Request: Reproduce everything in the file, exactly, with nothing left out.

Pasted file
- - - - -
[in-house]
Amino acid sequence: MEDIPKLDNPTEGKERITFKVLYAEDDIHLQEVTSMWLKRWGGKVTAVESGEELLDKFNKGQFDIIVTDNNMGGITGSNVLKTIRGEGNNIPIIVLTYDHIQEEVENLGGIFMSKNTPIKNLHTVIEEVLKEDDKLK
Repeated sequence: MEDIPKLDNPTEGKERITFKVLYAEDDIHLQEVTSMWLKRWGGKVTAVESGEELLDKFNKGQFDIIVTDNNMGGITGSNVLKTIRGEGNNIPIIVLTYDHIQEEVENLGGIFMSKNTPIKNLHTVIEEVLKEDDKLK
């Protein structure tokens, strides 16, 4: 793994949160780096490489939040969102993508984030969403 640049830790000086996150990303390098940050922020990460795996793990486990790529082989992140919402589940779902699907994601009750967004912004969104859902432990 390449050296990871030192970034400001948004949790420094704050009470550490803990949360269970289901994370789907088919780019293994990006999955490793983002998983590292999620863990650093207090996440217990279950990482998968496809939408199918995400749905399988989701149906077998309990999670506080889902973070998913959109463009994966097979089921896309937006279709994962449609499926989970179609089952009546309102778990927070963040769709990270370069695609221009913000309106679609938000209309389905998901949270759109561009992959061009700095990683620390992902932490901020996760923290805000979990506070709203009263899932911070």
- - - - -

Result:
[in-house]
Amino acid sequence: MEDIPKLDNPTEGKERITFKVLYAEDDIHLQEVTSMWLKRWGGKVTAVESGEELLDKFNKGQFDIIVTDNNMGGITGSNVLKTIRGEGNNIPIIVLTYDHIQEEVENLGGIFMSKNTPIKNLHTVIEEVLKEDDKLK
Repeated sequence: MEDIPKLDNPTEGKERITFKVLYAEDDIHLQEVTSMWLKRWGGKVTAVESGEELLDKFNKGQFDIIVTDNNMGGITGSNVLKTIRGEGNNIPIIVLTYDHIQEEVENLGGIFMSKNTPIKNLHTVIEEVLKEDDKLK
């Protein structure tokens, strides 16, 4: 793994949160780096490489939040969102993508984030969403 640049830790000086996150990303390098940050922020990460795996793990486990790529082989992140919402589940779902699907994601009750967004912004969104859902432990 390449050296990871030192970034400001948004949790420094704050009470550490803990949360269970289901994370789907088919780019293994990006999955490793983002998983590292999620863990650093207090996440217990279950990482998968496809939408199918995400749905399988989701149906077998309990999670506080889902973070998913959109463009994966097979089921896309937006279709994962449609499926989970179609089952009546309102778990927070963040769709990270370069695609221009913000309106679609938000209309389905998901949270759109561009992959061009700095990683620390992902932490901020996760923290805000979990506070709203009263899932911070």